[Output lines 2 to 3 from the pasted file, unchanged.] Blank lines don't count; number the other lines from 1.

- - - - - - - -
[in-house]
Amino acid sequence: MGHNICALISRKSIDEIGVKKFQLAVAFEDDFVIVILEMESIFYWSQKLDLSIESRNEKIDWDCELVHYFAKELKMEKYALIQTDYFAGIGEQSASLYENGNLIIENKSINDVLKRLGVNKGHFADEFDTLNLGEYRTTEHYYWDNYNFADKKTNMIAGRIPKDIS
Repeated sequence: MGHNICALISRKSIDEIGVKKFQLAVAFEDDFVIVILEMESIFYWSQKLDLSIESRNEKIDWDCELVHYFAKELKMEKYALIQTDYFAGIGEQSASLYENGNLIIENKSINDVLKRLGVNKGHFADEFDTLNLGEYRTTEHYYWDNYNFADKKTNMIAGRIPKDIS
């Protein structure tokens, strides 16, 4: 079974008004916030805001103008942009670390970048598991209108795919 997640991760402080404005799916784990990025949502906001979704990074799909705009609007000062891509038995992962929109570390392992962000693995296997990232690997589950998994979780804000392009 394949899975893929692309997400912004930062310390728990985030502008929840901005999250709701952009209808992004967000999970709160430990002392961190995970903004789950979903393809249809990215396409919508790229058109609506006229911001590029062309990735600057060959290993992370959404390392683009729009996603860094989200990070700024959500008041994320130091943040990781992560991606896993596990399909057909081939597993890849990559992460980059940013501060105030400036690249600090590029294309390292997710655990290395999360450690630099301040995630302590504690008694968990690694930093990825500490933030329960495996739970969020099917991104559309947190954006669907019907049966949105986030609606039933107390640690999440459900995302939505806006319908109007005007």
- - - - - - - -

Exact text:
Amino acid sequence: MGHNICALISRKSIDEIGVKKFQLAVAFEDDFVIVILEMESIFYWSQKLDLSIESRNEKIDWDCELVHYFAKELKMEKYALIQTDYFAGIGEQSASLYENGNLIIENKSINDVLKRLGVNKGHFADEFDTLNLGEYRTTEHYYWDNYNFADKKTNMIAGRIPKDIS
Repeated sequence: MGHNICALISRKSIDEIGVKKFQLAVAFEDDFVIVILEMESIFYWSQKLDLSIESRNEKIDWDCELVHYFAKELKMEKYALIQTDYFAGIGEQSASLYENGNLIIENKSINDVLKRLGVNKGHFADEFDTLNLGEYRTTEHYYWDNYNFADKKTNMIAGRIPKDIS